Safer introduction of new health technologies

Helene Arentz-Hansen, Elisabet Hafstad, Vigdis Lauvrak, Anna Stoinska-Schneider, Vidar Jusnes Vang, Sari Ormstad, Brynjar Fure About the authors

New health technologies must be assessed before they are introduced in the Norwegian Health Service to ensure that they are safe and effective. Mini-HTA can help prevent hospitals from adopting ineffective or harmful health technologies.

It is easy to be enthusiastic about the new health technologies and technological solutions that you hear about at international conferences for healthcare personnel. It is natural to think that patients in Norwegian hospitals should have rapid access to such innovations, whether they relate to assessment, treatment, nursing, rehabilitation or organisational interventions. In many cases, the introduction of new health technologies has taken place without sufficient evaluation of the existing evidence. Often this has gone well, especially when the new health technology has proved to be as safe and effective as first thought. However, a new health technology does not necessarily mean a better health technology and many clinicians and hospital managers have found that new health technologies may be less satisfactory than indicated by the producer.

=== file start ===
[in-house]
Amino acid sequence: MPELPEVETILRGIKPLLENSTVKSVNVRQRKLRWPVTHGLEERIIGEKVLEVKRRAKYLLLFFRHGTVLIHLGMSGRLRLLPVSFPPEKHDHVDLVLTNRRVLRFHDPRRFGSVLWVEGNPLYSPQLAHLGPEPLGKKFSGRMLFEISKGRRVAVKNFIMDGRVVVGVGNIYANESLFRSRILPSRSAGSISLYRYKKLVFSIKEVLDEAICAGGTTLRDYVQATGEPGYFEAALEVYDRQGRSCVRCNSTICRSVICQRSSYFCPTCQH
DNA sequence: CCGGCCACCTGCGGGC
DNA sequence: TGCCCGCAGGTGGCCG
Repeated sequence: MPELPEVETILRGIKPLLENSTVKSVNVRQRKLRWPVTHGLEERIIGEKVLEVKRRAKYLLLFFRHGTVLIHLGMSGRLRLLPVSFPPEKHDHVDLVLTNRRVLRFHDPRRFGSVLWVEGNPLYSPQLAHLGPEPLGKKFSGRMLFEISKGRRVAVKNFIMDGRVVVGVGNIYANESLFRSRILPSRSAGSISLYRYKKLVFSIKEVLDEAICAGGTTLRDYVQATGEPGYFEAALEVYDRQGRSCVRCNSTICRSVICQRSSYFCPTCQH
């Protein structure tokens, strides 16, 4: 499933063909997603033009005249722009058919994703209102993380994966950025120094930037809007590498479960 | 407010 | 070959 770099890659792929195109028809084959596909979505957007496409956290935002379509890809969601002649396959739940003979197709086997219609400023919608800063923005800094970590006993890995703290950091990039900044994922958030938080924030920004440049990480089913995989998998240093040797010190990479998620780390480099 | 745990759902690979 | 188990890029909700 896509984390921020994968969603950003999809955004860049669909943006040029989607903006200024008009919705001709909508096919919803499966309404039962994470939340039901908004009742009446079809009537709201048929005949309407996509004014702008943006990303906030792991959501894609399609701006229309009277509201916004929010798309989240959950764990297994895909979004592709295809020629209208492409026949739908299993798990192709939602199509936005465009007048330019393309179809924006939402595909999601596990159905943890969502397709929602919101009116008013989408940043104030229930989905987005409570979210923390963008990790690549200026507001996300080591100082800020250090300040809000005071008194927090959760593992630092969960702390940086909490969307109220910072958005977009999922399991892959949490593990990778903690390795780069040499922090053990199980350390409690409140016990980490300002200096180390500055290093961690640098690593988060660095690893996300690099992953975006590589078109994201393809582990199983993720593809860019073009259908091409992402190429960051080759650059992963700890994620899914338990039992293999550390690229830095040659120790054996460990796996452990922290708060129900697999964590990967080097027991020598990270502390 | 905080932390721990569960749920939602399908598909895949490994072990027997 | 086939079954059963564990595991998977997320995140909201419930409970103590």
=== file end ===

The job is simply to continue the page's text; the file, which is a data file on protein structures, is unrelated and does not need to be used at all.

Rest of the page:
In 2013, the Ministry of Health and Care Services established a national system for the introduction of new health technologies in the specialist health service called the National System for Managed Introduction of New Health Technologies within the Specialist Health Service in Norway, ʻNye metoder’ (13). New health technologies must now be assessed before they are adopted.

Health Technology Assessments (HTAs) are either national assessments that are incorporated in national decisions, or mini-HTAs that support decisions in hospitals.